The latest trail in the Moab Canyon Pathway trail system, the Lions Park Transit Hub and part of the CRP trail, was officially opened in Moab, Utah on May 31 with a ribbon-cutting ceremony. Horrocks Engineers developed a uniquely designed bridge system and designed and performed the construction management for this beautiful 2-mile trail, which runs along the Colorado River and is part of a trail system that connects Moab to Arches National Park, Canyonlands National Park and Dead Horse Point State Park.
The paved trail system ranges in width from 8 – 12 feet and is placed on top of the banks of the Colorado River. In certain areas along the river, limited and sometimes insufficient room was available for creation and placement of the trail, so Horrocks industrialized a unique solution to accommodate trail construction while preserving the towering cliffs and the natural beauty found within the canyon. The solution was to raise the trail above the river bank using an elevated trail bridge system.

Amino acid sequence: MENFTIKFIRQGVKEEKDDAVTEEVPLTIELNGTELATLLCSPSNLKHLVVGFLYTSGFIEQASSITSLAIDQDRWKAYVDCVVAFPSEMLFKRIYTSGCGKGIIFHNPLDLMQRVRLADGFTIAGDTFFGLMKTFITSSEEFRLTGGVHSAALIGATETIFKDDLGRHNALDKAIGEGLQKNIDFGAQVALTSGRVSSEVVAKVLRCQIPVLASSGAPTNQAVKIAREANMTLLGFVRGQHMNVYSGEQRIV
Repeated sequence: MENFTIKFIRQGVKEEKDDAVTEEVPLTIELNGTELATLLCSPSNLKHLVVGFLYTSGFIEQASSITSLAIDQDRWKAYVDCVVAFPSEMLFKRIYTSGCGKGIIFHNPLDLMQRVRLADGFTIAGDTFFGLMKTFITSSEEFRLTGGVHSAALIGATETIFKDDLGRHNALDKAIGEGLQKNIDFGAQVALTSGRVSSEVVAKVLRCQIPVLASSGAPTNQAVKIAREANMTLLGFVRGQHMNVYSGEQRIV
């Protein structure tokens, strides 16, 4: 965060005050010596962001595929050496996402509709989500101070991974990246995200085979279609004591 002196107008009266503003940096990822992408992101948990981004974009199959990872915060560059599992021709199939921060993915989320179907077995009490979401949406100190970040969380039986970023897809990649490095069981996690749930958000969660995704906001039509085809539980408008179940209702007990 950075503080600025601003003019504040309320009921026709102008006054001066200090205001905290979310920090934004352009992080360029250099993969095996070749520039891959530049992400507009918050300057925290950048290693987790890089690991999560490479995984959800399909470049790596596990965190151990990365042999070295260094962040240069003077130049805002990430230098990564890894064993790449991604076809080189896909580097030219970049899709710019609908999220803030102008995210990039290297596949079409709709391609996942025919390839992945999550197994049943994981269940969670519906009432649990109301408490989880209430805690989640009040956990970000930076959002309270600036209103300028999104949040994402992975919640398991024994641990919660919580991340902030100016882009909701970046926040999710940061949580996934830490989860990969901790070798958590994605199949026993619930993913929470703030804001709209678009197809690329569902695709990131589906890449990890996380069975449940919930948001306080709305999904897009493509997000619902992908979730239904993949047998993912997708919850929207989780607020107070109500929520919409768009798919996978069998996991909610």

The Lions Park Transit Hub is part of a non-motorized trail system that links casual walkers, skateboarders and bikers from Moab to Arches National Park. Bikers can connect to wide, paved bike lanes along the shoulders of State Route 313, connecting them to Dead Horse Point or Grand View Point in Canyonlands. From bikers to runners and skateboarders to joggers, the trail system is safely connecting communities to the great outdoors.
The completed project represents the extensive knowledge and experience Horrocks has on Accelerated Bridge Construction (ABC) techniques. The scope, limited build space, and successful competition of the project is impacting more than just the Moab community. Horrocks has been invited to present on ABC techniques at the 2014 National Accelerated Bridge Construction Conference in Miami, Florida.
The completed development consists of one pedestrian tunnel, one pre-engineered restroom building, one shade structure, one pedestrian bridge, three elevated bridges, 12 retaining walls, a new section of trail, and a new transit hub.
The newly constructed trail was recently featured in the Deseret News, KSL, and many websites and blogs throughout outdoor communities: